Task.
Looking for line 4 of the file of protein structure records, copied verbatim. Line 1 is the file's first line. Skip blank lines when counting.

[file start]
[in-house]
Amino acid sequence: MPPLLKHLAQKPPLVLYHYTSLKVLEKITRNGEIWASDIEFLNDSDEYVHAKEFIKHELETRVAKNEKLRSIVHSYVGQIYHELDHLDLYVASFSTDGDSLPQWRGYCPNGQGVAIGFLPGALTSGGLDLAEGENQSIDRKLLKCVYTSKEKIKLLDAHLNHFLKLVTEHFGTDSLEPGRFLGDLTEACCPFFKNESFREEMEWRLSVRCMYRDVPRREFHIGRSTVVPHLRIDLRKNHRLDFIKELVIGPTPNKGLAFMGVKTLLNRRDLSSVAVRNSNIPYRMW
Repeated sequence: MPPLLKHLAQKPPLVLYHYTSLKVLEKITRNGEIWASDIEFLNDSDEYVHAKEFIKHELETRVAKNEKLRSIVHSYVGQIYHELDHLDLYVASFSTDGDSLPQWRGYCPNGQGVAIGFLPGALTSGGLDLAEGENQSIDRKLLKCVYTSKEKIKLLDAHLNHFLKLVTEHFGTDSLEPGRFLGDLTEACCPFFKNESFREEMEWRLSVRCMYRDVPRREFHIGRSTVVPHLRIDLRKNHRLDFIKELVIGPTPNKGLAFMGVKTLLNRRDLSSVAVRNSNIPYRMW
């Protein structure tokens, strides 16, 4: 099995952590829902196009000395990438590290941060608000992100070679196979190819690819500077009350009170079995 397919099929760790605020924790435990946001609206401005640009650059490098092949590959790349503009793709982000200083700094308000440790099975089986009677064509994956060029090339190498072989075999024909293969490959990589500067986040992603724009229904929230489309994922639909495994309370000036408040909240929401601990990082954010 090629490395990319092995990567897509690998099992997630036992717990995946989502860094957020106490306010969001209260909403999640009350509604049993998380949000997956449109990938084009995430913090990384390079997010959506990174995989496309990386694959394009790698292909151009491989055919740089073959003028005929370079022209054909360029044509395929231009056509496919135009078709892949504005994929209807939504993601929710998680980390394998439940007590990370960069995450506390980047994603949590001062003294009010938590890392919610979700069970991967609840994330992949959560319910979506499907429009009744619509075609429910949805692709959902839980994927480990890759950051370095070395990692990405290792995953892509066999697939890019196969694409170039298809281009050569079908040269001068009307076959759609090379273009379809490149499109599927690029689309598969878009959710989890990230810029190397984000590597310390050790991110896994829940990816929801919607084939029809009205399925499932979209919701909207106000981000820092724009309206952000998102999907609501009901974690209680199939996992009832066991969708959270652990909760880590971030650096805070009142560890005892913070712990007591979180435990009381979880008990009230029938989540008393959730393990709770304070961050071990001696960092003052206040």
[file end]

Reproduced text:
């Protein structure tokens, strides 16, 4: 099995952590829902196009000395990438590290941060608000992100070679196979190819690819500077009350009170079995 397919099929760790605020924790435990946001609206401005640009650059490098092949590959790349503009793709982000200083700094308000440790099975089986009677064509994956060029090339190498072989075999024909293969490959990589500067986040992603724009229904929230489309994922639909495994309370000036408040909240929401601990990082954010 090629490395990319092995990567897509690998099992997630036992717990995946989502860094957020106490306010969001209260909403999640009350509604049993998380949000997956449109990938084009995430913090990384390079997010959506990174995989496309990386694959394009790698292909151009491989055919740089073959003028005929370079022209054909360029044509395929231009056509496919135009078709892949504005994929209807939504993601929710998680980390394998439940007590990370960069995450506390980047994603949590001062003294009010938590890392919610979700069970991967609840994330992949959560319910979506499907429009009744619509075609429910949805692709959902839980994927480990890759950051370095070395990692990405290792995953892509066999697939890019196969694409170039298809281009050569079908040269001068009307076959759609090379273009379809490149499109599927690029689309598969878009959710989890990230810029190397984000590597310390050790991110896994829940990816929801919607084939029809009205399925499932979209919701909207106000981000820092724009309206952000998102999907609501009901974690209680199939996992009832066991969708959270652990909760880590971030650096805070009142560890005892913070712990007591979180435990009381979880008990009230029938989540008393959730393990709770304070961050071990001696960092003052206040």